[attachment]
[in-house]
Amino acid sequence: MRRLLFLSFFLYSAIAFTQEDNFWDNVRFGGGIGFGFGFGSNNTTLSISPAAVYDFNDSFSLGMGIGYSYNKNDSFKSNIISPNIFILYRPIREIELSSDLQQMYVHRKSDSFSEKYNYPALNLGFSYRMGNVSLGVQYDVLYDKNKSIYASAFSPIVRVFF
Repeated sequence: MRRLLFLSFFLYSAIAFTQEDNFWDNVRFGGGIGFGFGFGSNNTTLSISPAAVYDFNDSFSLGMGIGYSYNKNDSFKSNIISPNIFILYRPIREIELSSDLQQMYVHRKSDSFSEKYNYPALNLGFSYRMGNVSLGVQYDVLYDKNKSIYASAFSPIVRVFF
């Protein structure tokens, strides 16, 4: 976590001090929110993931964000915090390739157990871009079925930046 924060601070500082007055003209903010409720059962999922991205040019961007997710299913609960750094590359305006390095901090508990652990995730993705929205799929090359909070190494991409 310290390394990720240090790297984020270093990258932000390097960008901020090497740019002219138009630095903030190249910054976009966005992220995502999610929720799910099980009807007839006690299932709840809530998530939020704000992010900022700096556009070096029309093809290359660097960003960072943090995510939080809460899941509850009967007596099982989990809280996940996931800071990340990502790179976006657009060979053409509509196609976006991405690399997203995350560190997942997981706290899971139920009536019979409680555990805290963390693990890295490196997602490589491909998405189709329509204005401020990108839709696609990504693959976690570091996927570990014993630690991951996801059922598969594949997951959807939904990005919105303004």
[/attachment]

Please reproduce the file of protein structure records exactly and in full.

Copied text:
[in-house]
Amino acid sequence: MRRLLFLSFFLYSAIAFTQEDNFWDNVRFGGGIGFGFGFGSNNTTLSISPAAVYDFNDSFSLGMGIGYSYNKNDSFKSNIISPNIFILYRPIREIELSSDLQQMYVHRKSDSFSEKYNYPALNLGFSYRMGNVSLGVQYDVLYDKNKSIYASAFSPIVRVFF
Repeated sequence: MRRLLFLSFFLYSAIAFTQEDNFWDNVRFGGGIGFGFGFGSNNTTLSISPAAVYDFNDSFSLGMGIGYSYNKNDSFKSNIISPNIFILYRPIREIELSSDLQQMYVHRKSDSFSEKYNYPALNLGFSYRMGNVSLGVQYDVLYDKNKSIYASAFSPIVRVFF
């Protein structure tokens, strides 16, 4: 976590001090929110993931964000915090390739157990871009079925930046 924060601070500082007055003209903010409720059962999922991205040019961007997710299913609960750094590359305006390095901090508990652990995730993705929205799929090359909070190494991409 310290390394990720240090790297984020270093990258932000390097960008901020090497740019002219138009630095903030190249910054976009966005992220995502999610929720799910099980009807007839006690299932709840809530998530939020704000992010900022700096556009070096029309093809290359660097960003960072943090995510939080809460899941509850009967007596099982989990809280996940996931800071990340990502790179976006657009060979053409509509196609976006991405690399997203995350560190997942997981706290899971139920009536019979409680555990805290963390693990890295490196997602490589491909998405189709329509204005401020990108839709696609990504693959976690570091996927570990014993630690991951996801059922598969594949997951959807939904990005919105303004």